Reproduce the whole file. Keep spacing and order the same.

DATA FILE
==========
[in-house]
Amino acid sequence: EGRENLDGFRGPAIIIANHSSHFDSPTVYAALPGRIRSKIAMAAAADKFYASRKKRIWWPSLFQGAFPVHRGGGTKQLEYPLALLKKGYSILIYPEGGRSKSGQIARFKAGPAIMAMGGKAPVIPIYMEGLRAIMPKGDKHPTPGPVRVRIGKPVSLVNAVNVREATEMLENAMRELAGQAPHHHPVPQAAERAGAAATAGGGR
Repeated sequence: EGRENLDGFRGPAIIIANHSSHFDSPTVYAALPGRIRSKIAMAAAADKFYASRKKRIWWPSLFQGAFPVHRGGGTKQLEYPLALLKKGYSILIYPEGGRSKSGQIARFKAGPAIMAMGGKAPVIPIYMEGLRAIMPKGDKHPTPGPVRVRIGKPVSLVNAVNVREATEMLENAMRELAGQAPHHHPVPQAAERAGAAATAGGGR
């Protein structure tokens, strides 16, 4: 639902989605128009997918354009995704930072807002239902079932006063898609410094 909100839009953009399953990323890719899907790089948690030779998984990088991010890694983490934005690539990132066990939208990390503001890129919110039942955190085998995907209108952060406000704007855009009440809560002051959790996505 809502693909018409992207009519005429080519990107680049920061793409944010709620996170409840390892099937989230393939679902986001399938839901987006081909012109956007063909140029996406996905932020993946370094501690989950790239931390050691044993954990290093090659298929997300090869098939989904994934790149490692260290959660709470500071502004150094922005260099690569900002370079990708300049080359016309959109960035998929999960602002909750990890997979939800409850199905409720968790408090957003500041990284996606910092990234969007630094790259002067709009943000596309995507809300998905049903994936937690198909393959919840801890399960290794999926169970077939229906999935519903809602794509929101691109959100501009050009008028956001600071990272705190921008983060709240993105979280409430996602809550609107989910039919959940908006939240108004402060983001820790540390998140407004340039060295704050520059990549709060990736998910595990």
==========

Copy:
[in-house]
Amino acid sequence: EGRENLDGFRGPAIIIANHSSHFDSPTVYAALPGRIRSKIAMAAAADKFYASRKKRIWWPSLFQGAFPVHRGGGTKQLEYPLALLKKGYSILIYPEGGRSKSGQIARFKAGPAIMAMGGKAPVIPIYMEGLRAIMPKGDKHPTPGPVRVRIGKPVSLVNAVNVREATEMLENAMRELAGQAPHHHPVPQAAERAGAAATAGGGR
Repeated sequence: EGRENLDGFRGPAIIIANHSSHFDSPTVYAALPGRIRSKIAMAAAADKFYASRKKRIWWPSLFQGAFPVHRGGGTKQLEYPLALLKKGYSILIYPEGGRSKSGQIARFKAGPAIMAMGGKAPVIPIYMEGLRAIMPKGDKHPTPGPVRVRIGKPVSLVNAVNVREATEMLENAMRELAGQAPHHHPVPQAAERAGAAATAGGGR
């Protein structure tokens, strides 16, 4: 639902989605128009997918354009995704930072807002239902079932006063898609410094 909100839009953009399953990323890719899907790089948690030779998984990088991010890694983490934005690539990132066990939208990390503001890129919110039942955190085998995907209108952060406000704007855009009440809560002051959790996505 809502693909018409992207009519005429080519990107680049920061793409944010709620996170409840390892099937989230393939679902986001399938839901987006081909012109956007063909140029996406996905932020993946370094501690989950790239931390050691044993954990290093090659298929997300090869098939989904994934790149490692260290959660709470500071502004150094922005260099690569900002370079990708300049080359016309959109960035998929999960602002909750990890997979939800409850199905409720968790408090957003500041990284996606910092990234969007630094790259002067709009943000596309995507809300998905049903994936937690198909393959919840801890399960290794999926169970077939229906999935519903809602794509929101691109959100501009050009008028956001600071990272705190921008983060709240993105979280409430996602809550609107989910039919959940908006939240108004402060983001820790540390998140407004340039060295704050520059990549709060990736998910595990």